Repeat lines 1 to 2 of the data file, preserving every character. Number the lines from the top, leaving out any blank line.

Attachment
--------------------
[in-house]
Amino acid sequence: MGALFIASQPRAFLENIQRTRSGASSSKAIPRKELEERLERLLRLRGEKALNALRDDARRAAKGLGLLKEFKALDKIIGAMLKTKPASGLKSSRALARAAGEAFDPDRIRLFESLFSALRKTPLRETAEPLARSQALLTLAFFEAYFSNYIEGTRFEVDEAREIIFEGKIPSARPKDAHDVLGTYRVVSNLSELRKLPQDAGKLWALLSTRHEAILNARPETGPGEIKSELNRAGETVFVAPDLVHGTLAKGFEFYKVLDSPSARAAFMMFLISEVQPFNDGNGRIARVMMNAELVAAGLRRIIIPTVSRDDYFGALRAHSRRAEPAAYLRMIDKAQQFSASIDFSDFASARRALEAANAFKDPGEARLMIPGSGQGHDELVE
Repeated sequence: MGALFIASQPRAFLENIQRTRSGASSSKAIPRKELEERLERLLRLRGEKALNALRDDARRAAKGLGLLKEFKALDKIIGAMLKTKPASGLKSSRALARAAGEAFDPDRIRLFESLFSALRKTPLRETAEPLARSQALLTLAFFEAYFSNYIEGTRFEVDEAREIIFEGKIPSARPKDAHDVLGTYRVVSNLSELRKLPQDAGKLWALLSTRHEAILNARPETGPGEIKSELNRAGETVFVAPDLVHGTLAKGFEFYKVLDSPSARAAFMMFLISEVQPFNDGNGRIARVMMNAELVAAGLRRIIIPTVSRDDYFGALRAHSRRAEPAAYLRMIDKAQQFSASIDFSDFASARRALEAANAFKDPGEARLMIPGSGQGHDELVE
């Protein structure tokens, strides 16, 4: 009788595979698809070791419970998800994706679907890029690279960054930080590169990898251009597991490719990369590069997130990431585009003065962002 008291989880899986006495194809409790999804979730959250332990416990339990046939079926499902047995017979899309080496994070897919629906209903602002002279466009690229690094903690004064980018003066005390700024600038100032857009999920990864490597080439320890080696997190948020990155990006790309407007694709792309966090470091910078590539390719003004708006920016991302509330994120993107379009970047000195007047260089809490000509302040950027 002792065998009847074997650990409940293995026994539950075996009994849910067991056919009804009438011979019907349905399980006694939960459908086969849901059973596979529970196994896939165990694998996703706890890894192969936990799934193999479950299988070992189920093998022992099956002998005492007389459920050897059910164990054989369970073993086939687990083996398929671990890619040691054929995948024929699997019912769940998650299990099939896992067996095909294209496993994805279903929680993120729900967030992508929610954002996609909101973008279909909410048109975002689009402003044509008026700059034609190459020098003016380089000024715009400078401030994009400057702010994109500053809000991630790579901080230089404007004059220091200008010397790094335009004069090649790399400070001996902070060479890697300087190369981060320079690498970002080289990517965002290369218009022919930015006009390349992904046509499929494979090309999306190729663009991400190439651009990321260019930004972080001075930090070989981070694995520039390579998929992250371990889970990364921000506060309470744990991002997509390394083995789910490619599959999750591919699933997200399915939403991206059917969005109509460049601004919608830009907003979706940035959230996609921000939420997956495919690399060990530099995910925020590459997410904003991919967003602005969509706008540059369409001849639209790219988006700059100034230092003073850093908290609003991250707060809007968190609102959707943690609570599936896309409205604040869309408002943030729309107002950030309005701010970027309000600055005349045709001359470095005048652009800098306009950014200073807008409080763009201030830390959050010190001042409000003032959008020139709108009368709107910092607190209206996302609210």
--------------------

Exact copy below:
[in-house]
Amino acid sequence: MGALFIASQPRAFLENIQRTRSGASSSKAIPRKELEERLERLLRLRGEKALNALRDDARRAAKGLGLLKEFKALDKIIGAMLKTKPASGLKSSRALARAAGEAFDPDRIRLFESLFSALRKTPLRETAEPLARSQALLTLAFFEAYFSNYIEGTRFEVDEAREIIFEGKIPSARPKDAHDVLGTYRVVSNLSELRKLPQDAGKLWALLSTRHEAILNARPETGPGEIKSELNRAGETVFVAPDLVHGTLAKGFEFYKVLDSPSARAAFMMFLISEVQPFNDGNGRIARVMMNAELVAAGLRRIIIPTVSRDDYFGALRAHSRRAEPAAYLRMIDKAQQFSASIDFSDFASARRALEAANAFKDPGEARLMIPGSGQGHDELVE